Patella Fractures: Approach to Treatment

Damayea I. Hargett, MD; Brent R. Sanderson, DO; Milton T.M. Little, MD


J Am Acad Orthop Surg. 2021;29(6):244-253. 

In This Article

Plate Fixation

Patella fracture plating has increased in popularity for the treatment of displaced, comminuted stellate, and inferior pole type injuries with improvements in low-profile plating options.

A diverse selection of plating options exists to treat the various patella fracture morphologies. Dorsal 2.7 mm fixed-angle plates and dorsally based x-shaped plates have been compared with tension band wiring for transverse patella fractures with excellent results.[19,30] Locking plate fixation has demonstrated increased ultimate strength of fixation when compared biomechanically with tension band fixation.[30] Wurm et al[31] demonstrated notably improved patellar fixation using an anatomically shaped locking plate with unicortical screws in comparison to cortical screws with tension-band wiring. During biomechanical testing, the tension band construct developed a 5 times larger fracture gap compared with plate fixation. In addition to biomechanical success, Wurm et al[31] reported only a 6% complication rate in the study participants. This complication rate is considerably lower than the complication rate typically reported for patella fractures treated with tension band wiring, which is estimated about 20% to 30%.[32] Their patients achieved 77% of full function, with patients complaints most commonly regarding kneeling or squatting.

Multiaxial longitudinal cortical and unicortical locked plating for comminuted fractures has been done with the use of a moldable low profile minifragment locked plate as well. This technique has demonstrated clinical and biomechanical superiority, with less fracture gap formation over tension band constructs.[33–36] The low-profile plate allows for the use of 2.4 and 2.7 mm cortical and locking screws through a variable angle mesh. Each plate is custom cut and contoured to fit the fracture morphology (Figures 2 and 3). These provide excellent fixation options for comminuted fractures in patients with and without osteoporotic bone.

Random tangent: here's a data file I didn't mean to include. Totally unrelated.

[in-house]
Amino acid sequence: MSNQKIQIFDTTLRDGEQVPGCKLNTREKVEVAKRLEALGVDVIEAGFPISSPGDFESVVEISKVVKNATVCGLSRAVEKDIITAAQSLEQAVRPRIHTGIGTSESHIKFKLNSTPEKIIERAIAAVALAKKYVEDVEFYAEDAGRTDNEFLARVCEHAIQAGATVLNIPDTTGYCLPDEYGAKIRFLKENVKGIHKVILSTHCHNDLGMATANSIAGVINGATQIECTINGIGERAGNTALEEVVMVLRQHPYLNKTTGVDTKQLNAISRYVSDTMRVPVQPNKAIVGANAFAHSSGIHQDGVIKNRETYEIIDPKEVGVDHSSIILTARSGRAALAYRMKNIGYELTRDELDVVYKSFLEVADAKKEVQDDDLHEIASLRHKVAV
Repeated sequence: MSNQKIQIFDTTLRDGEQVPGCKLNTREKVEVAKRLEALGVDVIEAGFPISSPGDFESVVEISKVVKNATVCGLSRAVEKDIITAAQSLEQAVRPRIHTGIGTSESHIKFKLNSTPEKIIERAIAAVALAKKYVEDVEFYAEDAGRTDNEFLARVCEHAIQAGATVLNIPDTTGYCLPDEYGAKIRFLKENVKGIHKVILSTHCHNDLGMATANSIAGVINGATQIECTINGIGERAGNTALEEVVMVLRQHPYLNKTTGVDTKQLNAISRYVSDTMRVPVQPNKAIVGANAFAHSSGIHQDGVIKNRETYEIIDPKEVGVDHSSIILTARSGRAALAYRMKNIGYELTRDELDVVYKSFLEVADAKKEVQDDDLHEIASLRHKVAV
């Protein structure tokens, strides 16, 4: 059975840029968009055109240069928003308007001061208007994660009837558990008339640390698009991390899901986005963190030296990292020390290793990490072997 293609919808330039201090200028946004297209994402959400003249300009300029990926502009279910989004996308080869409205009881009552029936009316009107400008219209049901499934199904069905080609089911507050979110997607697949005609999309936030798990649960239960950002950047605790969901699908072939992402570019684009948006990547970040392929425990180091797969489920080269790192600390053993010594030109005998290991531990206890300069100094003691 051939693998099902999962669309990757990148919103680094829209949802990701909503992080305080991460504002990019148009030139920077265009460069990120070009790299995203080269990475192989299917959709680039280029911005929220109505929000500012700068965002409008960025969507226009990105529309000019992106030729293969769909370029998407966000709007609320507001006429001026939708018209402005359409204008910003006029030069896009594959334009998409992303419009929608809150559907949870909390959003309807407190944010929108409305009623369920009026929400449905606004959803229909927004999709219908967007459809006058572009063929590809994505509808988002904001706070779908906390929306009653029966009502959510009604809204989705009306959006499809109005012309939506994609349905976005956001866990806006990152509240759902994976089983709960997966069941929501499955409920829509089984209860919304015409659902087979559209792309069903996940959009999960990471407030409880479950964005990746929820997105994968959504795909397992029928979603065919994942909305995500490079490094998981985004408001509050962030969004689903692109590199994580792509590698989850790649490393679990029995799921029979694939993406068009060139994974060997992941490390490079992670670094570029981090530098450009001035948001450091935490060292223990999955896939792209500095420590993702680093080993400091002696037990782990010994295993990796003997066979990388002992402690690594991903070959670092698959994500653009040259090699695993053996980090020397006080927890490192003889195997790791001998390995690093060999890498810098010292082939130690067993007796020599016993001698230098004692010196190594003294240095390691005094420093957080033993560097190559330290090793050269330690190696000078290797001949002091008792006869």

Figure 2.

Intraoperative photograph of comminuted patella fracture in a 59-year-old woman after fall from ladder demonstrating (A) low profile minifragment mesh plate contoured to the patient's patella resulting in (B) anatomic reduction of the articular surface with a low-profile construct (C).

Figure 3.

Preoperative (A) AP and (B) lateral radiographs of 45-year-old male cyclist after fall off bicycle demonstrating a comminuted patella intra-articular fracture. One-year postoperative (C) AP and (D) lateral radiographs after fixation with a moldable low-profile minifragment mesh plate construct.

Mesh-type plating techniques have demonstrated successful radiographic union while limiting reoperations for nonunion, infection, and symptomatic outcomes.[35,37–39] In addition, patients have reported improved subjective outcome scores, thigh circumference, strength with closed and open chain knee exercise programs, and 70% less anterior knee pain compared with tension band constructs.[34] Prominent hardware is still a concern with patellar plating, but hardware removal rates have been reported between 0 and 11%[16,33,39,40] that is improved over previously reported removal rates of 32% to 37% with metal tension band constructs.[41]